Angelo Codevilla considers the likely state of the Dysunion after the end of the Republic in a pensive Claremont article entitled “After the Republic”:
Over the past half century, the Reagan years notwithstanding, our ruling class’s changing preferences and habits have transformed public and private life in America. As John Marini shows in his essay, “Donald Trump and the American Crisis,” this has resulted in citizens morphing into either this class’s “stakeholders” or its subjects. And, as Publius Decius Mus argues, “America and the West” now are so firmly “on a trajectory toward something very bad” that it is no longer reasonable to hope that “all human outcomes are still possible,” by which he means restoration of the public and private practices that made the American republic. In fact, the 2016 election is sealing the United States’s transition from that republic to some kind of empire.
Electing either Hillary Clinton or Donald Trump cannot change that trajectory. Because each candidate represents constituencies hostile to republicanism, each in its own way, these individuals are not what this election is about. This election is about whether the Democratic Party, the ruling class’s enforcer, will impose its tastes more strongly and arbitrarily than ever, or whether constituencies opposed to that rule will get some ill-defined chance to strike back. Regardless of the election’s outcome, the republic established by America’s Founders is probably gone. But since the Democratic Party’s constituencies differ radically from their opponents’, and since the character of imperial governance depends inherently on the emperor, the election’s result will make a big difference in our lives….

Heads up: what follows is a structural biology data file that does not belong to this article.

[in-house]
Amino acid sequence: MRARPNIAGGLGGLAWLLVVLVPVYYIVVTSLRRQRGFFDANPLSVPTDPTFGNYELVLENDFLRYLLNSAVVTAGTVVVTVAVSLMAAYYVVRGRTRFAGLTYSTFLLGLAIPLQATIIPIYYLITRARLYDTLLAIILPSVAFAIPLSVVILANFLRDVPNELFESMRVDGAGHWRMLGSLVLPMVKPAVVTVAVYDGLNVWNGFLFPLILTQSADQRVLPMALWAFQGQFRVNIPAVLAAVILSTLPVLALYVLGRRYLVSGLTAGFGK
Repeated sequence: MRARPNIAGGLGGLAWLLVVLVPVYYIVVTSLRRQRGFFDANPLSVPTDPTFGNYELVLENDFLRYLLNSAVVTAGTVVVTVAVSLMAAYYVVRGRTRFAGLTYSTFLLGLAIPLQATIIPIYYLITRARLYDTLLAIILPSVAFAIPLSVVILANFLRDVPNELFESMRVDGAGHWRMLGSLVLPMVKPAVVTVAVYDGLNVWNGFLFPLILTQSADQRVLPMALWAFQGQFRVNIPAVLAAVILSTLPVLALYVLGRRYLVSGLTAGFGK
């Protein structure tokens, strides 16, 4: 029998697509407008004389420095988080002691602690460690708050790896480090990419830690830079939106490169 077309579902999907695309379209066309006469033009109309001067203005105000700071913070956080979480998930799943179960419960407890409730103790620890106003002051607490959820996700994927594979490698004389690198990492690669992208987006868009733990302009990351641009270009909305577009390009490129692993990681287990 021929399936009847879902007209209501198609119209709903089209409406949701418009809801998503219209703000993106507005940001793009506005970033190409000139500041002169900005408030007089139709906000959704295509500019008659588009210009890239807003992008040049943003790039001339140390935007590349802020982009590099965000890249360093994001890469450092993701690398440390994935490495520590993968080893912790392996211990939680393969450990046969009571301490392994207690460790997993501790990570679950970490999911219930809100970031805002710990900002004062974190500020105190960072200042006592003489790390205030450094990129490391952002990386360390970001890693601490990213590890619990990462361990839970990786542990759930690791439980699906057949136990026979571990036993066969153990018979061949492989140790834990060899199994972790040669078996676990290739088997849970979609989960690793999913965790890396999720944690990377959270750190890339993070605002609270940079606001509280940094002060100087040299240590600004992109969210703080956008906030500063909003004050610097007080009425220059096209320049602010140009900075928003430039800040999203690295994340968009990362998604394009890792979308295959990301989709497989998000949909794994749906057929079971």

Rather than talk about how to restrain or shrink government, Republican candidates talked about how to do more with government. The Wall Street Journal called that “having a positive agenda.” Hence, Republicans by and large joined the Democrats in relegating the U.S. Constitution to history’s dustbin.
Because Republicans largely agree with Democrats that they need not take seriously the founders’ Constitution, today’s American regime is now what Max Weber had called the Tsarist regime on the eve of the Revolution: “fake constitutionalism.” Because such fakery is self-discrediting and removes anyone’s obligation to restrain his passions, it is a harbinger of revolution and of imperial power.
The ruling class having chosen raw power over law and persuasion, the American people reasonably concluded that raw power is the only way to counter it, and looked for candidates who would do that.
While it is a polite lament for the death of the US republic and an intellectual explanation for the rise of Donald Trump, what it really amounts to is the powerful case for the #Alt-Right. Constitutionalism is stone-dead. The proposition nation never existed in the first place. Conservatism failed. The Rule of Law has been trampled by the establishment. There is no more Union; the immigrants upon whom Abraham Lincoln relied to save it with their arms ended up destroying it with their votes only five-score-and-two years after the Gettysburg Address.
The former Republic of the United States of America is now the Post-Republican Empire of the Dysunited States of Many Nations.
What comes next? If history is any guide, ethnic strife, war, and the birth of multiple new homogeneous nations. It won’t happen overnight, but then, it took fifty years for the Republic to die from its mortal wound.